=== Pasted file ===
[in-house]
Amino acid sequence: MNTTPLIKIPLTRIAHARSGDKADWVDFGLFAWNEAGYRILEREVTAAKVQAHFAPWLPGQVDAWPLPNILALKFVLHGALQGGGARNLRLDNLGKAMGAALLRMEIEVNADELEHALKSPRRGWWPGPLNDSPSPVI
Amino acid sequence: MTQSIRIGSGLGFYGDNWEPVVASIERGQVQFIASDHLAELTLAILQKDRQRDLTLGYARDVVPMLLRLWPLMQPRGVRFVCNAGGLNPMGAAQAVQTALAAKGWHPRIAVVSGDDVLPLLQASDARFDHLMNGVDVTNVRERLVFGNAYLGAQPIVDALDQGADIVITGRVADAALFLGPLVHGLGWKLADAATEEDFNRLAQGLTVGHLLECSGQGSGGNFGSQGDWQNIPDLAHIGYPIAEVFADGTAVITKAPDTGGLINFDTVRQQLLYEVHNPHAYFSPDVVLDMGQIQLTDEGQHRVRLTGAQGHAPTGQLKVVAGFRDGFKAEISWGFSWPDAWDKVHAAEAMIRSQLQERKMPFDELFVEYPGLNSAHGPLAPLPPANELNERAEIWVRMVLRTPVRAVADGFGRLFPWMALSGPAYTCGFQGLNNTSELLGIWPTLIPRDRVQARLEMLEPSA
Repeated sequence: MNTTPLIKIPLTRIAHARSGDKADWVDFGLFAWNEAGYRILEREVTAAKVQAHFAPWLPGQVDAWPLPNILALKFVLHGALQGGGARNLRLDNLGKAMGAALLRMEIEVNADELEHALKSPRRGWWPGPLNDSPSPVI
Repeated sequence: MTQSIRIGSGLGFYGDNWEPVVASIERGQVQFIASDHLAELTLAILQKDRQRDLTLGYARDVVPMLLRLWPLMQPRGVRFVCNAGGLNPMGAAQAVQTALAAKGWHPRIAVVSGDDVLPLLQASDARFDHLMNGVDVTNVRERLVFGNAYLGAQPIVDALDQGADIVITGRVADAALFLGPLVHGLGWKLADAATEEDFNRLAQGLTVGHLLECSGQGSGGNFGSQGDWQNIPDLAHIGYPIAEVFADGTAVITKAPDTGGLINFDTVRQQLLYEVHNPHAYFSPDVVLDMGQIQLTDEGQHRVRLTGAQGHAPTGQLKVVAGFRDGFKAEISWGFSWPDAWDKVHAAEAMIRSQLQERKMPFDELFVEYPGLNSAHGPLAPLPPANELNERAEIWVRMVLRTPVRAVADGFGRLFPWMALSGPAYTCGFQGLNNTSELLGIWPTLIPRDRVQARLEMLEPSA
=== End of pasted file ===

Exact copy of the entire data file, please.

[in-house]
Amino acid sequence: MNTTPLIKIPLTRIAHARSGDKADWVDFGLFAWNEAGYRILEREVTAAKVQAHFAPWLPGQVDAWPLPNILALKFVLHGALQGGGARNLRLDNLGKAMGAALLRMEIEVNADELEHALKSPRRGWWPGPLNDSPSPVI
Amino acid sequence: MTQSIRIGSGLGFYGDNWEPVVASIERGQVQFIASDHLAELTLAILQKDRQRDLTLGYARDVVPMLLRLWPLMQPRGVRFVCNAGGLNPMGAAQAVQTALAAKGWHPRIAVVSGDDVLPLLQASDARFDHLMNGVDVTNVRERLVFGNAYLGAQPIVDALDQGADIVITGRVADAALFLGPLVHGLGWKLADAATEEDFNRLAQGLTVGHLLECSGQGSGGNFGSQGDWQNIPDLAHIGYPIAEVFADGTAVITKAPDTGGLINFDTVRQQLLYEVHNPHAYFSPDVVLDMGQIQLTDEGQHRVRLTGAQGHAPTGQLKVVAGFRDGFKAEISWGFSWPDAWDKVHAAEAMIRSQLQERKMPFDELFVEYPGLNSAHGPLAPLPPANELNERAEIWVRMVLRTPVRAVADGFGRLFPWMALSGPAYTCGFQGLNNTSELLGIWPTLIPRDRVQARLEMLEPSA
Repeated sequence: MNTTPLIKIPLTRIAHARSGDKADWVDFGLFAWNEAGYRILEREVTAAKVQAHFAPWLPGQVDAWPLPNILALKFVLHGALQGGGARNLRLDNLGKAMGAALLRMEIEVNADELEHALKSPRRGWWPGPLNDSPSPVI
Repeated sequence: MTQSIRIGSGLGFYGDNWEPVVASIERGQVQFIASDHLAELTLAILQKDRQRDLTLGYARDVVPMLLRLWPLMQPRGVRFVCNAGGLNPMGAAQAVQTALAAKGWHPRIAVVSGDDVLPLLQASDARFDHLMNGVDVTNVRERLVFGNAYLGAQPIVDALDQGADIVITGRVADAALFLGPLVHGLGWKLADAATEEDFNRLAQGLTVGHLLECSGQGSGGNFGSQGDWQNIPDLAHIGYPIAEVFADGTAVITKAPDTGGLINFDTVRQQLLYEVHNPHAYFSPDVVLDMGQIQLTDEGQHRVRLTGAQGHAPTGQLKVVAGFRDGFKAEISWGFSWPDAWDKVHAAEAMIRSQLQERKMPFDELFVEYPGLNSAHGPLAPLPPANELNERAEIWVRMVLRTPVRAVADGFGRLFPWMALSGPAYTCGFQGLNNTSELLGIWPTLIPRDRVQARLEMLEPSA